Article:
VLANS, Cisco, configuring oh my!
I have been running pfsense 2.1.4-RELEASE on a Watchguard Firebox for awhile and have now run into the wall of my lack of knowledge. I have 4 interfaces active which is my LAN, Wifi (connected to Ubiquiti equipment), Phone (courtesy of Asterisk), and recently cameras. All of the end devices have been connected to individual unmanaged switches with a connect from the switch connected to the pfsense interface. This is getting a little too unwieldy, so I thought I would connect all of the devices to my cisco catalyst 2950. This has been very unsuccessful.
I created VLANS on the Cisco called VLAN 5 (LAN), VLAN 10 (DMZ, although not used at this time), VLAN 120 (Wifi), VLAN 130 (Phones) and VLAN 140 (cameras). Of course there is the default VLAN 1. I assigned the various ports (4 to a VLAN group) and thought I was ready for prime-time. Needless to say, one I started things, nothing was going through the internet, and I was lucky that I hadn't written the configuration or else I wouldn't be able to post.
If someone is will willing, can you show the correct way to setup this Cisco switch. I am thinking that every thing failed because I didn't set up VLANs on the pfsense side, but I could be wrong. My thought was that I was suppose to set up the Cisco with the various VLANS, then come and create VLANS on the pfsense side, and everything would mesh properly. I use Cisco stuff infrequently, and the last time I really used any cisco eq was about 10 years ago.
Any pointers would be greatly appreciated!
you don't have to tag if you don't want too, just set vlan access
switchport access vlan 20
for the vlans you want to use. Now if they go down a trunk you would tag.
But sure if you tag, then you would have to setup the vlans on pfsense. Can you post your config you did on your ports.
Since I posted, I have made a couple of changes that seem to be working, but I am sure that I am going about this the wrong way.
LAN (re1) 192.168.5.1/24 VLAN 5
DMZ (re5) 192.168.110.1/24 VLAN 110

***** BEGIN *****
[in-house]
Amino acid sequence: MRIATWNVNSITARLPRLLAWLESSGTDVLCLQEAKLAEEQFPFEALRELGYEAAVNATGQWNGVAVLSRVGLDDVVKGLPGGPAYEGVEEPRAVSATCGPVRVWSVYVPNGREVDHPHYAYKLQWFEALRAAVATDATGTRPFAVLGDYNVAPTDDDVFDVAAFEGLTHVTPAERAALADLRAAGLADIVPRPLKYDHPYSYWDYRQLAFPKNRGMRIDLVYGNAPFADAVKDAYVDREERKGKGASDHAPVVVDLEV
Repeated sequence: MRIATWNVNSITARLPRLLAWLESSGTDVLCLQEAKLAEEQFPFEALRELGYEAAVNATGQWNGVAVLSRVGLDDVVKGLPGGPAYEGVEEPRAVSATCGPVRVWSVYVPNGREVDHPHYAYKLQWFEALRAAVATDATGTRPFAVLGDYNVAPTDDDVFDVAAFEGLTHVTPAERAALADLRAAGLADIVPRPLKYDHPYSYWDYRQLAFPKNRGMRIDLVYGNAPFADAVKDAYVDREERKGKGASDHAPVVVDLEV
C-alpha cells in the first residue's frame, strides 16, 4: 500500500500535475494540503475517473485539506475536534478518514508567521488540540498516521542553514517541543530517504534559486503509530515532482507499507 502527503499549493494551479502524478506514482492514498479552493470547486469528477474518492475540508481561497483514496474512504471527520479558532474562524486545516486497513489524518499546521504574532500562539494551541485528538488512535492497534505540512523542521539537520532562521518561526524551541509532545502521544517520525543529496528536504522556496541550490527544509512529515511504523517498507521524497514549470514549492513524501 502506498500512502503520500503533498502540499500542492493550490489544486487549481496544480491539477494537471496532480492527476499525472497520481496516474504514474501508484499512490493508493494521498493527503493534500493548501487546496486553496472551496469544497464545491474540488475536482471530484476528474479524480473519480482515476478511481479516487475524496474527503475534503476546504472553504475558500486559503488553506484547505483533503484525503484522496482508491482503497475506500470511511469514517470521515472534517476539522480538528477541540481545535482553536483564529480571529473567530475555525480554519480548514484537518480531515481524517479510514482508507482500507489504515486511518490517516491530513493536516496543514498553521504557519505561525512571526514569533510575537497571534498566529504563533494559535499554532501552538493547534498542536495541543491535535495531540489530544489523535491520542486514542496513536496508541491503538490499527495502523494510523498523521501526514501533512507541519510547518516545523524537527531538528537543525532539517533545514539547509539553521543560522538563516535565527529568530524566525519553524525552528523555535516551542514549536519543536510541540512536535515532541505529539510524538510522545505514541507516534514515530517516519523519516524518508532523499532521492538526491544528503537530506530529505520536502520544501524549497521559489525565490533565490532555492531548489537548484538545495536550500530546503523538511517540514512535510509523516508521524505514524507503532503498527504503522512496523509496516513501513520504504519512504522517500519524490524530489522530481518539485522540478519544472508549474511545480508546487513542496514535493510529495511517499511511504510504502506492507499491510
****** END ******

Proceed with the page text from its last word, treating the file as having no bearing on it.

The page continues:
PBX (re3) 192.168.130.1/24 VLAN 130
CAMS (re4) 192.168.140.1/24 VLAN 140
On the Cisco side, I added the VLANs to the database
TNALsw01# vlan database
TNALsw01# vlan 5 name "LAN"
TNALsw01# vlan 110 name "DMZ"
TNALsw01# vlan 130 name "PBX"
TNALsw01# vlan 140 name "Cameras"
Then added ports to the respective VLANs
TNALsw01# conf term
TNALsw01(config)# interface FastEthernet 0/5
TNALsw01(config-if)#switchport mode access
TNALsw01(config-if)#switchport access vlan 5
and processed to do that for all ports and all vlans, so it looks like this:
VLAN Name Status Ports
–-- -------------------------------- --------- -------------------------------
1 default active Fa0/1, Fa0/2, Fa0/3, Fa0/4, Fa0/21, Fa0/22, Fa0/23, Fa0/24
5 LAN active Fa0/5, Fa0/6, Fa0/7, Fa0/8
110 DMZ active Fa0/9, Fa0/10, Fa0/11, Fa0/12
120 Wifi active
130 Phones active Fa0/13, Fa0/14, Fa0/15, Fa0/16
140 Cameras active Fa0/17, Fa0/18, Fa0/19, Fa0/20
At this point, on the pfsense side, I went to INTERFACES|(assign)|VLAN and created VLAN interfaces that reflected the above. So when I plugged my server into port 6 on the switch, lo and behold I was connected to the net (I also plugged the re1 interface into port 5 on the switch). I did notice that I am not able to connect with VLAN 1 from my VLAN 5, and for that matter don't really know to access VLAN 1 since there is nothing plugged into any port. That is somewhat problematic since I am not able to ssh into the console interface on the cisco. I got around that by just pulling out my cable from my VLAN 5 (server and interface) and plugging them into ports 1 and 2.
Cisco VLAN 1
ip address 192.168.5.2 255.255.255.0